Monday, May 20, 2024

AMLO introduces major pension reform; business leader calls it ‘historic’

President López Obrador presented a plan on Wednesday to reform Mexico’s pension system to avoid what he called a crisis in which current workers would not have a “dignified retirement.”

Under the plan, which was to be sent immediately to the lower house of Congress, obligatory pension contributions will increase from 6.5% of a worker’s salary to 15% over a period of eight years. Employers’ share of the contribution will increase from 5.15% to 13.87%.

As a result, workers’ pensions in retirement will increase by an average of 40%, Finance Minister Arturo Herrera said at the president’s news conference on Wednesday morning. Workers who earn low wages will see even bigger increases under the proposed scheme.

“It’s about radically changing retirement conditions,” Herrera said although he stressed that government contributions to workers’ pensions will not increase above the current rate of 0.225%.

Government contributions will, however, be redirected to benefit the lowest wage earners.

The pension reform also seeks to reduce the length a time a person has to work to in order to access their pension from 1,250 weeks, or about 25 years, to 750 weeks, about 15 years. The age at which workers can access their pension is proposed to remain unchanged at 60.

Herrera said that approximately 82% of the population will have access to a guaranteed pension. The overall goal, he added, is to increase workers’ pensions so they come close to the salary they earned just prior to retirement.

López Obrador said the reform is needed because the current pension system, in place since 1997, will leave current workers with limited pensions in retirement.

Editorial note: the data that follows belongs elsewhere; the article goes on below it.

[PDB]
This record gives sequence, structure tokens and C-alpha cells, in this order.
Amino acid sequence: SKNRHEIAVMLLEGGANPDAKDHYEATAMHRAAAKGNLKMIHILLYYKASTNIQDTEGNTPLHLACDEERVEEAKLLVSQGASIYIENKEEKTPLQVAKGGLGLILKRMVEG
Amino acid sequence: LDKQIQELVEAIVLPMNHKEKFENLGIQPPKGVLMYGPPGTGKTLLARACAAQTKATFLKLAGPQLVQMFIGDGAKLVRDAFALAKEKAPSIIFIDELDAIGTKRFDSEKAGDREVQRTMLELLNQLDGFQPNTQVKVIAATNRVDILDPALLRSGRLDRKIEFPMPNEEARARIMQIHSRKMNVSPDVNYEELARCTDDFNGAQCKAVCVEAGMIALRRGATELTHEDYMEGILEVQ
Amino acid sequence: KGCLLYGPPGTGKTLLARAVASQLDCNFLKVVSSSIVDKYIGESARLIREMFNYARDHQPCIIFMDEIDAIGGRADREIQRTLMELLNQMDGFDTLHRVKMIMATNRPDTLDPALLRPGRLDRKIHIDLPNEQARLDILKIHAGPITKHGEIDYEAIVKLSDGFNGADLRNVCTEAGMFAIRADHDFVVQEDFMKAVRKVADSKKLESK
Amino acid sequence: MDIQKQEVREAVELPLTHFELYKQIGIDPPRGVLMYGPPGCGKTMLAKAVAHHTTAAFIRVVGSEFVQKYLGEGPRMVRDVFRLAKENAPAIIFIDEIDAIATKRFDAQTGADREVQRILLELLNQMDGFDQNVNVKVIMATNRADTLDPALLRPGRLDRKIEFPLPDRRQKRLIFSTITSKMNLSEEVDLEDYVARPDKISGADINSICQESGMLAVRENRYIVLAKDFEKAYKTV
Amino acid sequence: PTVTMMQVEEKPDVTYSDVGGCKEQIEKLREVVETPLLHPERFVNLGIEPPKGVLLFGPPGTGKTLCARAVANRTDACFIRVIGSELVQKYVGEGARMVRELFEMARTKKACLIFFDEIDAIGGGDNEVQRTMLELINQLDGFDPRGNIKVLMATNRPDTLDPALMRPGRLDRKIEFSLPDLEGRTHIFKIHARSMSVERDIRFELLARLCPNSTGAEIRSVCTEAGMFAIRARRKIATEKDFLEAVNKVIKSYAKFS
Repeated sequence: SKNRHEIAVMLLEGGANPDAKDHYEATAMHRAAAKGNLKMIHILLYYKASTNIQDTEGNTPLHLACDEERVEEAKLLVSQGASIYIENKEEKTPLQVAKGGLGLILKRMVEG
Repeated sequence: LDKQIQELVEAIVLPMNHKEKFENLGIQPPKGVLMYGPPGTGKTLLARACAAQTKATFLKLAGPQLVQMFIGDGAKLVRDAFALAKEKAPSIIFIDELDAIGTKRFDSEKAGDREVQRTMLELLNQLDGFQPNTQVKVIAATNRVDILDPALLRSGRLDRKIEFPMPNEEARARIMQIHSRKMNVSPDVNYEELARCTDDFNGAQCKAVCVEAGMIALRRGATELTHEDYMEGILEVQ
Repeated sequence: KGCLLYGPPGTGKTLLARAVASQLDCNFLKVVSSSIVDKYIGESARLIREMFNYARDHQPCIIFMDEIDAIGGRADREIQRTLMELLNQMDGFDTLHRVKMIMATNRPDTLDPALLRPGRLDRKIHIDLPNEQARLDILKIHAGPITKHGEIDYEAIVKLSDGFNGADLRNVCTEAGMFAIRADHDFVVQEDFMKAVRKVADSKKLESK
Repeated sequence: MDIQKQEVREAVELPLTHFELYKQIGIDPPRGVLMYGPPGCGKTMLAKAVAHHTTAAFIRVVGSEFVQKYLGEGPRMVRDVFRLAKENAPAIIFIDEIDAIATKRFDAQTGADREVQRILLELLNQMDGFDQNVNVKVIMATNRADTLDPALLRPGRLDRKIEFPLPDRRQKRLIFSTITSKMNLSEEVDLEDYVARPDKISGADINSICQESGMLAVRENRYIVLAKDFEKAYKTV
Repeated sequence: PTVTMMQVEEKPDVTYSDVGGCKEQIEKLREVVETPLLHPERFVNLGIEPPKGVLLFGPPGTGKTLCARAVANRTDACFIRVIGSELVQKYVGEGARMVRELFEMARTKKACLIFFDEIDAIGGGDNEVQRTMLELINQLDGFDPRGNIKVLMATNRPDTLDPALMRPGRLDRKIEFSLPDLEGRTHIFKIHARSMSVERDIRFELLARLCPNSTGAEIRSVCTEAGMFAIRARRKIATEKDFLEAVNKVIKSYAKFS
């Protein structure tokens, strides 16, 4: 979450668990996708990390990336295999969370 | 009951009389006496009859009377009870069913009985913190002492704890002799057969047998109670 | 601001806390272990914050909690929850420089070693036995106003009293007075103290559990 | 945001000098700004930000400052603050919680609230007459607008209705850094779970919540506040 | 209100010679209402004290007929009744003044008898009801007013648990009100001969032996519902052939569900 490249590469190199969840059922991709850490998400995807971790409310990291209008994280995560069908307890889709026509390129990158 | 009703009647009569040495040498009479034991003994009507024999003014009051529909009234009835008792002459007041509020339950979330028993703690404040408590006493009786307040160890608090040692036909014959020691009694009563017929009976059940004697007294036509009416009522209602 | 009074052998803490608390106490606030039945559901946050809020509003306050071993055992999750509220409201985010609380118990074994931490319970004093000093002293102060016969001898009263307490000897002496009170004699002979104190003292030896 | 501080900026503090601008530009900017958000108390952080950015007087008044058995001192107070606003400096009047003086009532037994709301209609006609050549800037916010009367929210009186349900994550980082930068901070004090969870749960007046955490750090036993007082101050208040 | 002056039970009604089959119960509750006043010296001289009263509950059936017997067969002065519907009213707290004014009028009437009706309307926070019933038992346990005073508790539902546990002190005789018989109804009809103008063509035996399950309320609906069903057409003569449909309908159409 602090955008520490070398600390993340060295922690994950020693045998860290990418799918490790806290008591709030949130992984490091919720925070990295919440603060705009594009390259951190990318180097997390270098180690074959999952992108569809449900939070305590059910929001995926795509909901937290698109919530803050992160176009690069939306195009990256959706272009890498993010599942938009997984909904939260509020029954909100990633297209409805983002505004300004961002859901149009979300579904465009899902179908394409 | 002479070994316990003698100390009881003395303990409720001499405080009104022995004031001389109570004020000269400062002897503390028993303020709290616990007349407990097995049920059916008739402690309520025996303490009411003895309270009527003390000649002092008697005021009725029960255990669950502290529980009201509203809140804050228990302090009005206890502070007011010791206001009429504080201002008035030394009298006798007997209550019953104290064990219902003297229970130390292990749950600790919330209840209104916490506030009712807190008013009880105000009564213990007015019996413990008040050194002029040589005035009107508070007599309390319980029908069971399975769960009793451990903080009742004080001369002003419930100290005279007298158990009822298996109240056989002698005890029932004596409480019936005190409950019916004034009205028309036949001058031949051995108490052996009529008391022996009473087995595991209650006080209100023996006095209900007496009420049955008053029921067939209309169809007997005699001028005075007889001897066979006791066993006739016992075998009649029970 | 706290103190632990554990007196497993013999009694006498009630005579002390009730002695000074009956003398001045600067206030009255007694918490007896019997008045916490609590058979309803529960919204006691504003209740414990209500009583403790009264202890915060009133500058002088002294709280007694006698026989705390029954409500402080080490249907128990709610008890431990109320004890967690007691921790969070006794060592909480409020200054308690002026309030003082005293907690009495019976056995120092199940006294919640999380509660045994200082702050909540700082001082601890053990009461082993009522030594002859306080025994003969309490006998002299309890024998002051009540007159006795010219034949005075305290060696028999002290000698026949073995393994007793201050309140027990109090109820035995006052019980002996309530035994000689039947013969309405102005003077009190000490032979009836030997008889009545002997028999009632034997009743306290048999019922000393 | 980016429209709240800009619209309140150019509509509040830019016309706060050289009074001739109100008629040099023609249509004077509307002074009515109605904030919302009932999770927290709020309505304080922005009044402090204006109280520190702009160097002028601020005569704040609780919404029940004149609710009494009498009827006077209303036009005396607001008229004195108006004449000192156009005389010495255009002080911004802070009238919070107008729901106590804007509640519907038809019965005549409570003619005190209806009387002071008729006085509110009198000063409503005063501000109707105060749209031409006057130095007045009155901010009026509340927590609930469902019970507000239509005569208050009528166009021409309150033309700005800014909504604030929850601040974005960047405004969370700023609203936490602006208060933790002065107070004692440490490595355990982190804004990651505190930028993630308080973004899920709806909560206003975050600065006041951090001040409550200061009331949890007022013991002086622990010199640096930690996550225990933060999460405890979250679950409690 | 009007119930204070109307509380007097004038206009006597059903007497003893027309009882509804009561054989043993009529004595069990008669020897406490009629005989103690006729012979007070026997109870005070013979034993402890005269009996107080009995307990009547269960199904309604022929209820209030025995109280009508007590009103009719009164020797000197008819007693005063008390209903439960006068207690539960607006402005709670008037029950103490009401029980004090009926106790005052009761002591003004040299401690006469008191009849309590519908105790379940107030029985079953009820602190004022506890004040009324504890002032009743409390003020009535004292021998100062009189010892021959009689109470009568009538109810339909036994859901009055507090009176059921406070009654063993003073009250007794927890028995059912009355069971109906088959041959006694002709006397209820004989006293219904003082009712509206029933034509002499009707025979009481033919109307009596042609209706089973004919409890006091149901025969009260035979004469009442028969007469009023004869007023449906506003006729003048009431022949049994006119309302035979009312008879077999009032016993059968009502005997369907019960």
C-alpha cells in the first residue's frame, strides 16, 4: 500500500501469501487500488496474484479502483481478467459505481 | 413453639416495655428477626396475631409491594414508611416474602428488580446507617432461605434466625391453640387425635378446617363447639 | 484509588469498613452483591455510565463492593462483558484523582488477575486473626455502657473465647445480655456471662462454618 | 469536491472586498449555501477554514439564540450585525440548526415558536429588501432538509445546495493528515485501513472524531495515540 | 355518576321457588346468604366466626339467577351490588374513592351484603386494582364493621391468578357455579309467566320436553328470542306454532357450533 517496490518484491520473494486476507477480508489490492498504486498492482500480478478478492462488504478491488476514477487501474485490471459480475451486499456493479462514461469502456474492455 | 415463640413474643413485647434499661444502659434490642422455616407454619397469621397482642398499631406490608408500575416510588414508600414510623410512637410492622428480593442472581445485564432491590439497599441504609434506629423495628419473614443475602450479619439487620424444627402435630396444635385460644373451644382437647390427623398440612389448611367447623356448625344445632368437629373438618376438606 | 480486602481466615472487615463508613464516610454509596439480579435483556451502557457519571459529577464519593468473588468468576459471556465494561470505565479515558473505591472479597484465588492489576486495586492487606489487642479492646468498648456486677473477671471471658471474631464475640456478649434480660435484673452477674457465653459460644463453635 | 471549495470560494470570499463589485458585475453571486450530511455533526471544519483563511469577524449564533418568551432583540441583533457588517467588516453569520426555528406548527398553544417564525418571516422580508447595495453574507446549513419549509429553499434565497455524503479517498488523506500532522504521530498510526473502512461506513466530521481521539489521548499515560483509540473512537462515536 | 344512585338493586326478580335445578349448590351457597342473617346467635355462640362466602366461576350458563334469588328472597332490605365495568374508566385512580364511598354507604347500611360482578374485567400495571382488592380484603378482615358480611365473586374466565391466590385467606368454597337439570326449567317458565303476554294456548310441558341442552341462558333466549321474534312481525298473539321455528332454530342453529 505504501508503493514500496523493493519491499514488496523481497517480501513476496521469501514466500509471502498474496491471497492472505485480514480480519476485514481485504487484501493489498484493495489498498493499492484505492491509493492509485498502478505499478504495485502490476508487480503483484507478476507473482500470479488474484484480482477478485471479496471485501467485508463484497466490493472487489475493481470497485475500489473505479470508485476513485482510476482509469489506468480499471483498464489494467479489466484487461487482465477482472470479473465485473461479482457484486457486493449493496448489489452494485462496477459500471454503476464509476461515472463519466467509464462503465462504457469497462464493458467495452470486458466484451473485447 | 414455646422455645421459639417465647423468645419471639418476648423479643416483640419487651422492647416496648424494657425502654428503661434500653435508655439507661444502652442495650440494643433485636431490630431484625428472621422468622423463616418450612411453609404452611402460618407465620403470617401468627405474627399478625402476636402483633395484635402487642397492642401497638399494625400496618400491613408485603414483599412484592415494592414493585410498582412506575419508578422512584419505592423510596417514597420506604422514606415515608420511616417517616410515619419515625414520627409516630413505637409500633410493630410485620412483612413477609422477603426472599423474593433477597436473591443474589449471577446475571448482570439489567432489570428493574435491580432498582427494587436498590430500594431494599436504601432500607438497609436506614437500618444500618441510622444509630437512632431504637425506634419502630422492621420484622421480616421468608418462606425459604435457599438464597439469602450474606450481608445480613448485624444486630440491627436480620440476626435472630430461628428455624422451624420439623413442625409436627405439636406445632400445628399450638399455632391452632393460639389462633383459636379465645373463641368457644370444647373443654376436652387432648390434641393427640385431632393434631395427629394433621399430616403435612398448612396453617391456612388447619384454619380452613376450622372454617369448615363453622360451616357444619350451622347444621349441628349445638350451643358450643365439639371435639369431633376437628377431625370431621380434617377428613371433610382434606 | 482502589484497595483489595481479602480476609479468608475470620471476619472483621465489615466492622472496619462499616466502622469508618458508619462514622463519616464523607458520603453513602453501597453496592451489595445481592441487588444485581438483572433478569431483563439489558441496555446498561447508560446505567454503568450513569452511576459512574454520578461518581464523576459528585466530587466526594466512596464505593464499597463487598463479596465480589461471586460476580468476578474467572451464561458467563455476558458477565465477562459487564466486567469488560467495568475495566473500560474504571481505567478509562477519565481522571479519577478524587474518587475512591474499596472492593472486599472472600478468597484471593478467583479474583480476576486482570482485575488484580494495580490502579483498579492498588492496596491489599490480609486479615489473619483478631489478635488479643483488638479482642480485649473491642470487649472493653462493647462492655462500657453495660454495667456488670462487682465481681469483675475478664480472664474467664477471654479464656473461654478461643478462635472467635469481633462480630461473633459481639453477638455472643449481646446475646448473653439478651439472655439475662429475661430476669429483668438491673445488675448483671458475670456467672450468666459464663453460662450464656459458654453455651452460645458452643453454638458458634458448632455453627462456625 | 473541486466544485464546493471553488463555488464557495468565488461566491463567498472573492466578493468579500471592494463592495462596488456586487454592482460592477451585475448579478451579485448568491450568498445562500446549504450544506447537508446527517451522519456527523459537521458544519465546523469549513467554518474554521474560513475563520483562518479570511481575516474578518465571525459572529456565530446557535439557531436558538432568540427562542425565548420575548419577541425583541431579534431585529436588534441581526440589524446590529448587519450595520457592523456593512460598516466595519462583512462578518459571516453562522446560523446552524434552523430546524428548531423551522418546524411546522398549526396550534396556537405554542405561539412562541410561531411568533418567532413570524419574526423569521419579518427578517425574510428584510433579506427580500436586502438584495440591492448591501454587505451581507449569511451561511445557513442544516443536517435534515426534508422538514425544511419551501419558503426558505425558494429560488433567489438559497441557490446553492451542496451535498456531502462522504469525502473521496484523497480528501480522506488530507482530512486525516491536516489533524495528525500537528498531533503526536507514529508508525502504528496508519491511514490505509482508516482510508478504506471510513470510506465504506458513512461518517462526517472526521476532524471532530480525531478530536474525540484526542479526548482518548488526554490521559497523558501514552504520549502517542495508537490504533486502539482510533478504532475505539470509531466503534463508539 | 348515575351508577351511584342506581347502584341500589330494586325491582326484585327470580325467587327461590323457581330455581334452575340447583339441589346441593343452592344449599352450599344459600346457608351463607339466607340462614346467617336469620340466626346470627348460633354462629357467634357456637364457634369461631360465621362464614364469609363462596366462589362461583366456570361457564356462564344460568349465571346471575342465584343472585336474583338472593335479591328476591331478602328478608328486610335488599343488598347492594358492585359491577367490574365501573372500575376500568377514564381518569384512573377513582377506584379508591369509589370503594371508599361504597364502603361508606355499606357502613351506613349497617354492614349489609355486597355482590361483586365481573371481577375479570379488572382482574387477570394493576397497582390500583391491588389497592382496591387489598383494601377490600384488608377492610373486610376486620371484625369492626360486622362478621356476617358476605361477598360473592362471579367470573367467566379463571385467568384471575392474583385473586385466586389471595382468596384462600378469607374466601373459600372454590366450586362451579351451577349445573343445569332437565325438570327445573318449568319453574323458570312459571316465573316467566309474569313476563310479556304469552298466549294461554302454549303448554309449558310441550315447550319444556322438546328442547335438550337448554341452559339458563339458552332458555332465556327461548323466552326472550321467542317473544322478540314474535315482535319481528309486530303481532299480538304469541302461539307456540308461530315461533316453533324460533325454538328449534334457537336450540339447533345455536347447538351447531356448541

“A reform was carried out some years ago and it came up short, to say it kindly. If that reform is not corrected, workers upon retiring would receive less than half their salary. This would keep getting worse over time, … there would be a crisis down the track,” he said.

“Those who would suffer the most would be current workers; it would erase the possibility of a fair and dignified retirement. That’s why a commitment was made to make a new reform to the pension system and it has the support of the business sector and the labor sector,” López Obrador said.

The president of the Business Coordinating Council (CCE), an umbrella organization representing 12 business groups, lavished praise on the reform and said it was the result of collaboration between the private sector and the government.

Finance Minister Herrera.
The goal is to increase workers’ pensions so they come close to the salary they earned prior to retiring: Finance Minister Herrera.

“I consider it an historic achievement for Mexico. It is truly momentous, we’re going to touch the lives of more than 20 million Mexicans. … This is enormously important and shows that we’re all interested in the wellbeing of Mexico,” Carlos Salazar Lomelín said.

The CCE chief added that the creation of the new pension plan shows that it’s possible to find solutions to “old problems” by working together.

Creating the plan while the country is going through the biggest health crisis in “our generation” makes the achievement “much more momentous,” Salazar said.

The business sector — Salazar included — has clashed with the government amid the coronavirus pandemic because it believes that federal authorities are not doing enough to support the economy.

The current pension system, which totals some US $266 billion, is “completely unfair” to workers, he said, adding that the new one will allow Mexico to meet international standards.

The Financial Times reported that the pension reform is not expected to meet significant opposition in Congress, which is dominated by the ruling Morena party and its allies. However, the plan is not seen as foolproof in its current form.

Some analysts said that raising employers’ pension contribution entails a risk that Mexico’s already large informal sector, in which workers and businesses don’t pay taxes or receive benefits, will swell.

“This [reform] just makes being in the formal sector even more expensive,”said Valeria Moy, head of the Mexican Institute for Competitiveness, a think tank.

Mariana Campos, a budget specialist at México Evalúa, another think tank, said the reform proposal “needs some extra ingredients or employers will just say ‘I’m going into the informal sector.’”

Source: Milenio (sp), Financial Times (en)

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